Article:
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  1. #1
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    Campy 8 speed cassette hub question

    This is probably a elementary question, but from reading online, etc. I'm not sure if I understand.

    Would I be able to fit a new Campy-compatible 8 speed cassette onto a Campy 9-10 speed hubs? In other words, are the splines compatible and the only issue would be a spacer? I've read that they're not, but then saw something today (can't remember where) that showed some photos of an 8 speed cog fitting the splines of a 9/10 speed hub.

    Similar question: If not, can a current Campy 9/10/11 hub be easily converted to an 8 speed hub?

    I think I know the answers (no and no) but just want to make sure.

    Thanks.

  2. #2
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    It works one way but not the other in theory anyway. You could fit a modern cassette onto an exa-drive freehub, and an old exa-drive sprocket will go onto a modern hub, but the engagement depth is so shallow that the freehub would be damaged. This may help. It's the depth, not the spacing that is the issue.

    The Exa-drive freehub is steel and the later Ultra-drive is typically alloy.

    Cassettes and Cogs - Branford Bike - Seattle/Bellevue - Campagnolo Pro Shop

    To answer your 2nd question, with the correct spacers a modern freehub can be 8-speed:

    "May be retrograded for use with 8 speed drivetrains by employing a Campagnolo 9 speed loose cog cassette, dropping a cog and adding Wheels Mfg Shift-8 spacers."

    If you are asking if the freehubs are switchable, the answer is a definite no.
    Last edited by bikerjulio; 3 Weeks Ago at 03:14 PM.
    There's sometimes a buggy.
    How many drivers does a buggy have?

    One.

    So let's just say I'm drivin' this buggy...
    and if you fix your attitude you can ride along with me.

    http://www.youtube.com/watch?v=GekiIMh4ZkM

  3. #3
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    I agree. Use the Campagnolo Veloce 9sp loose cogs with the Wheels mfg spacer kit and drop the large cog. Works great.

  4. #4
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    Thanks for the advice and pointers. At least I know what my options are.

  5. #5
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    Now a question about 8 speed hub lock ring! Unfortunately, more vintage Campy confusion and any clarification or advice you can give would be much appreciated.

    I'm looking at 8 speed rear hubs. I now understand the difference between the original ones and those with the Exadrive splines - but that is usually (always) hard to differentiate with online photos. Since I'm going to buy a new cassette, I didn't think that made a difference because new, Exadrive cassettes fit on either 8 speed hub.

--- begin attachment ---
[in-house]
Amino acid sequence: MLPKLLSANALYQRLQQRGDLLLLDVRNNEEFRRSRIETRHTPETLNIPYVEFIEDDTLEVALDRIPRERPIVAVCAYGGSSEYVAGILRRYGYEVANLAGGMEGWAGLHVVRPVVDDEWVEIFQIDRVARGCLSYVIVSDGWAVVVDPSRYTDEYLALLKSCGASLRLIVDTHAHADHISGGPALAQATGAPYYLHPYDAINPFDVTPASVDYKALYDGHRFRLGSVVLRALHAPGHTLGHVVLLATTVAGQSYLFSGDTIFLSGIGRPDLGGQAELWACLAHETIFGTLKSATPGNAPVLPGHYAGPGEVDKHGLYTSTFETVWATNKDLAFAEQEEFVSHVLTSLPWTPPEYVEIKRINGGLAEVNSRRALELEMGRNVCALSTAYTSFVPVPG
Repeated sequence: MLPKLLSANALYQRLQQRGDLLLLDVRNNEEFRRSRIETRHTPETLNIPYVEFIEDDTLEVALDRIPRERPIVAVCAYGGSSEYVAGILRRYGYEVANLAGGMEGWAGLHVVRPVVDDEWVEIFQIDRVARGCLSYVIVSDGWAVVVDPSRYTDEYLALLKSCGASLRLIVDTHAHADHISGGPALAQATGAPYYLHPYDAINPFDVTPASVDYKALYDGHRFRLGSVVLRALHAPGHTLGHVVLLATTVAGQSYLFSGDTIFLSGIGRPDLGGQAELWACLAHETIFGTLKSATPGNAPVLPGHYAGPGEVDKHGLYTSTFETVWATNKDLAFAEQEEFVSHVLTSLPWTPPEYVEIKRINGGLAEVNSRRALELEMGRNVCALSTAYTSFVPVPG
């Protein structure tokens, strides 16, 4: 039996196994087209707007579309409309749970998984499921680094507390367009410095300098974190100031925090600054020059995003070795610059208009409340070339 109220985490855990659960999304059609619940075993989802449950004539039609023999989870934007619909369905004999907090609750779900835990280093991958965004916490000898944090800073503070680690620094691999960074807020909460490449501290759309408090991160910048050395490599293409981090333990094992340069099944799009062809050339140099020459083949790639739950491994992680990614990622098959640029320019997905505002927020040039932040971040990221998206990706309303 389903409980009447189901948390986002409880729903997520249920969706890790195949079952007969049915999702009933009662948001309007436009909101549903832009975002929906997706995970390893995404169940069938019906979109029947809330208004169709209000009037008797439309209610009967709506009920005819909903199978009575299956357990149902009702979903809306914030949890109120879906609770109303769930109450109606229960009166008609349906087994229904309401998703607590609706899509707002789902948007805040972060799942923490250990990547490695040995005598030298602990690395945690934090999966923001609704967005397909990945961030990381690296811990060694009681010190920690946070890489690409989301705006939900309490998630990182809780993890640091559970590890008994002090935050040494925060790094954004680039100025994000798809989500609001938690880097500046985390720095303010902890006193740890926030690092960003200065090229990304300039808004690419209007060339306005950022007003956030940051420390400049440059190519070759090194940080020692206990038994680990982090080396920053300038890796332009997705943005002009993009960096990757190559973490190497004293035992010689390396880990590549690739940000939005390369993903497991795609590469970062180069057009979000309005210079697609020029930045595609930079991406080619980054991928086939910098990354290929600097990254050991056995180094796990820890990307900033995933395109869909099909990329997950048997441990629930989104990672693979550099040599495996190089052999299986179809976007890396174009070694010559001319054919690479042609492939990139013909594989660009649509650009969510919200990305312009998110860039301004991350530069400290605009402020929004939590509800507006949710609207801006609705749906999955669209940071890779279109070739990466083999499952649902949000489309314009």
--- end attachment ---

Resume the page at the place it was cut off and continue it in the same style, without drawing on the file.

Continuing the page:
I've seen some that come with an 11t lockring, stating that the hub will accept both the original 8 speed cassettes and the newer, current Exadrive 8 speed cassettes, but only 7 (not 8) sprockets from either, unless the included 11t lock ring is used for the 8th. In other words, if I want to have 8 sprockets, I need to replace whatever small sprocket comes with the cassette and replace it with the included 11t lockring.

    I'm assuming that such a description implies an original non-Exadrive hub. So the original hubs all have this limitation and the Exadrive hubs can accept all 8 sprockets while using the regular lock ring?

    This wouldn't be a problem if I could find an 11-28 cassette. But it seems that the new Campy-compatible 8 speed cassettes I'm looking at with the 28t I need seem to come with a 13t small cog (I'll keep looking!) - if I have to replace that with an 11 to make the cassette fit, I'd have a huge jump from 11t to 14t that just seems impractical.

    What's the deal? How can I clearly distinguish between an 8 speed hub that will accept a full 8 speed cassette vs. the kind described above. From the photos, I can't see any clear difference in splines unless the photographer is explicitly pointing that out. All look similar if not identical to the early-mid 90s 8 speed hub bodies I see on Velobase:

    VeloBase.com - Component: Campagnolo Record 8sp Rear Hub



    Thanks again in advance.
    Last edited by Camilo; 3 Weeks Ago at 11:19 AM.

  6. #6
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    I'm a little confused.

    There is only one exa-drive freehub and it's 8-speed. Look at the Branford link again. It has one narrower spline.

    I don't understand what you mean by "new" Exa-drive. The current cogs are "Ultradrive"

    As today, Campy had one lockring for an 11T sprocket and another for 12-13T. The difference is that the thread diameter is 1 mm less. The current lockrings are sometimes referred to as "oversize" to differentiate from the 8-spd variety. The earlier ones that you need have a thread diameter of 25 mm, while lockrings since 1997 have had a diameter of 26 mm.

    My quick look at the market indicates that 26T was Campy's largest in 8-spd. I see Miche do a compatible 28T so you'd have to do some kind of mixed cassette to achieve 11-28. Don't know if acceptable gaps are possible.